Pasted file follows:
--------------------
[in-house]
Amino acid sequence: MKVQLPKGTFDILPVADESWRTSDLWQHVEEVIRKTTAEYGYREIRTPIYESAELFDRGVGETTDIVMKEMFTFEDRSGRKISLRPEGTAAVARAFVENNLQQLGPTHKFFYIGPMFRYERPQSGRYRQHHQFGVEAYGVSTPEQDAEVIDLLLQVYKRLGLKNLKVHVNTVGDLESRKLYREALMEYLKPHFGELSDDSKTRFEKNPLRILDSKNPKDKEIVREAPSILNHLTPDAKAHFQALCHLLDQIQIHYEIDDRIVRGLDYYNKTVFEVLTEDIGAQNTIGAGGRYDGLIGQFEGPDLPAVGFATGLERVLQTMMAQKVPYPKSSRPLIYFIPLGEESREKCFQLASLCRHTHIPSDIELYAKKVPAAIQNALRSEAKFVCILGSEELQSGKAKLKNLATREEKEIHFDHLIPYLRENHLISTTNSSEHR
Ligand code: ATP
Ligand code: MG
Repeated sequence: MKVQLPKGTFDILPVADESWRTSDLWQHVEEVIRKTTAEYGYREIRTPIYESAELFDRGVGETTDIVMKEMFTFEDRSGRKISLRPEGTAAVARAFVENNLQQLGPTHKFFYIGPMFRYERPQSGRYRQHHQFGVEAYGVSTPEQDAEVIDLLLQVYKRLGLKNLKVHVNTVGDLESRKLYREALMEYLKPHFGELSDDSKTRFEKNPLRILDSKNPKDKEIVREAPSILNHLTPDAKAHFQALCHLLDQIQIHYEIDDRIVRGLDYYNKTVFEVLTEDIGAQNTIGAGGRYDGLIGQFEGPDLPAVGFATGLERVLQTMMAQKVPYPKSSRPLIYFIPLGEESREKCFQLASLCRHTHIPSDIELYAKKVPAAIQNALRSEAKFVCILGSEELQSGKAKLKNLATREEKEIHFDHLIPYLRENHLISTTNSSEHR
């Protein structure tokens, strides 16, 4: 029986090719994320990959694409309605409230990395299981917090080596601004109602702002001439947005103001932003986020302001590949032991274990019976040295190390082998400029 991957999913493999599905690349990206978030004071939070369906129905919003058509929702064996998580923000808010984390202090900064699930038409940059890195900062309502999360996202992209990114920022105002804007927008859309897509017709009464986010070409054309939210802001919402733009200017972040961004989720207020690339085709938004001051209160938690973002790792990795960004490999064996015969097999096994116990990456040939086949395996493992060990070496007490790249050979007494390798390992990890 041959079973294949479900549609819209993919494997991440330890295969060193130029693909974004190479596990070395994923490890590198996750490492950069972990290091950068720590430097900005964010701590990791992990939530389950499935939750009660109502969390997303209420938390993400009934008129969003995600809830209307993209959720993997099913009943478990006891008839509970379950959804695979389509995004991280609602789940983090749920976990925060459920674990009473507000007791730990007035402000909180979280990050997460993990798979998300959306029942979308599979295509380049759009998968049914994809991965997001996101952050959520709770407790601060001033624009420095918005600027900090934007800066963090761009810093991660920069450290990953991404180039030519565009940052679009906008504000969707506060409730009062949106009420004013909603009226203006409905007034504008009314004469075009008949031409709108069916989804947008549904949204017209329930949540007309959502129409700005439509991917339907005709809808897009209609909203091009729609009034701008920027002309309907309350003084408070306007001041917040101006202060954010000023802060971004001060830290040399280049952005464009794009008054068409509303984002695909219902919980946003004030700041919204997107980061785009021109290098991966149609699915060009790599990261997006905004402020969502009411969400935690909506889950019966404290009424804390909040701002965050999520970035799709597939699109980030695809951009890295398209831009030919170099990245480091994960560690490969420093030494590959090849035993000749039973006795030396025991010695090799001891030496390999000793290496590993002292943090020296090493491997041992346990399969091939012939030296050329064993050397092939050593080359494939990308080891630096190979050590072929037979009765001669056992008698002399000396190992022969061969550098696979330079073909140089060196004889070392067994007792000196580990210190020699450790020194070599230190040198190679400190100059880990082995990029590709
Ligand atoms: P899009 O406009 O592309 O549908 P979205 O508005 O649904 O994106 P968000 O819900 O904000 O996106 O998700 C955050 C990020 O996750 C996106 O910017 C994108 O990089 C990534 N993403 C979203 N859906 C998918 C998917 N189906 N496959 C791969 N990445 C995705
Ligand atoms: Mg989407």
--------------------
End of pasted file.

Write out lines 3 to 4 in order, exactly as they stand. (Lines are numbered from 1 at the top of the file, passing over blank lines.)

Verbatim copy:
Ligand code: ATP
Ligand code: MG